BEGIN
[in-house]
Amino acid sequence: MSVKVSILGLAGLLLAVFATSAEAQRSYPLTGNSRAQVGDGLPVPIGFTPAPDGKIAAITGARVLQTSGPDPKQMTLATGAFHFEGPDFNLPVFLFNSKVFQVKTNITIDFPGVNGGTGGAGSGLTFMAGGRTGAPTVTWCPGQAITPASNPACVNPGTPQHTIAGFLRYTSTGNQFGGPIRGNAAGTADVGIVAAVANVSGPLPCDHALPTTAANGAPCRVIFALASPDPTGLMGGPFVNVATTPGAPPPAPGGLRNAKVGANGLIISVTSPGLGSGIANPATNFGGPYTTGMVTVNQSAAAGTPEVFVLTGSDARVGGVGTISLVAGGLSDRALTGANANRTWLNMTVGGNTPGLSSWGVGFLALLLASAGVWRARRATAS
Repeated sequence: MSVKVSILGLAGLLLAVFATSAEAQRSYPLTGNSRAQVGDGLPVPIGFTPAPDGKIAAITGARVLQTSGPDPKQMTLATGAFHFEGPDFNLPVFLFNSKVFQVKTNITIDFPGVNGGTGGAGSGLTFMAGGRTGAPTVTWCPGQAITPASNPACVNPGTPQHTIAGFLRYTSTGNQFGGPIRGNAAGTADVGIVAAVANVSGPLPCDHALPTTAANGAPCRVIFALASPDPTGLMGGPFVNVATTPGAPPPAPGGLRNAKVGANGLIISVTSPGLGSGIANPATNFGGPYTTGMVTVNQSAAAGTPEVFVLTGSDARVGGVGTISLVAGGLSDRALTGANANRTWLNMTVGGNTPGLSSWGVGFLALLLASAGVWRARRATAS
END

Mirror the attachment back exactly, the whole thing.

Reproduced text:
[in-house]
Amino acid sequence: MSVKVSILGLAGLLLAVFATSAEAQRSYPLTGNSRAQVGDGLPVPIGFTPAPDGKIAAITGARVLQTSGPDPKQMTLATGAFHFEGPDFNLPVFLFNSKVFQVKTNITIDFPGVNGGTGGAGSGLTFMAGGRTGAPTVTWCPGQAITPASNPACVNPGTPQHTIAGFLRYTSTGNQFGGPIRGNAAGTADVGIVAAVANVSGPLPCDHALPTTAANGAPCRVIFALASPDPTGLMGGPFVNVATTPGAPPPAPGGLRNAKVGANGLIISVTSPGLGSGIANPATNFGGPYTTGMVTVNQSAAAGTPEVFVLTGSDARVGGVGTISLVAGGLSDRALTGANANRTWLNMTVGGNTPGLSSWGVGFLALLLASAGVWRARRATAS
Repeated sequence: MSVKVSILGLAGLLLAVFATSAEAQRSYPLTGNSRAQVGDGLPVPIGFTPAPDGKIAAITGARVLQTSGPDPKQMTLATGAFHFEGPDFNLPVFLFNSKVFQVKTNITIDFPGVNGGTGGAGSGLTFMAGGRTGAPTVTWCPGQAITPASNPACVNPGTPQHTIAGFLRYTSTGNQFGGPIRGNAAGTADVGIVAAVANVSGPLPCDHALPTTAANGAPCRVIFALASPDPTGLMGGPFVNVATTPGAPPPAPGGLRNAKVGANGLIISVTSPGLGSGIANPATNFGGPYTTGMVTVNQSAAAGTPEVFVLTGSDARVGGVGTISLVAGGLSDRALTGANANRTWLNMTVGGNTPGLSSWGVGFLALLLASAGVWRARRATAS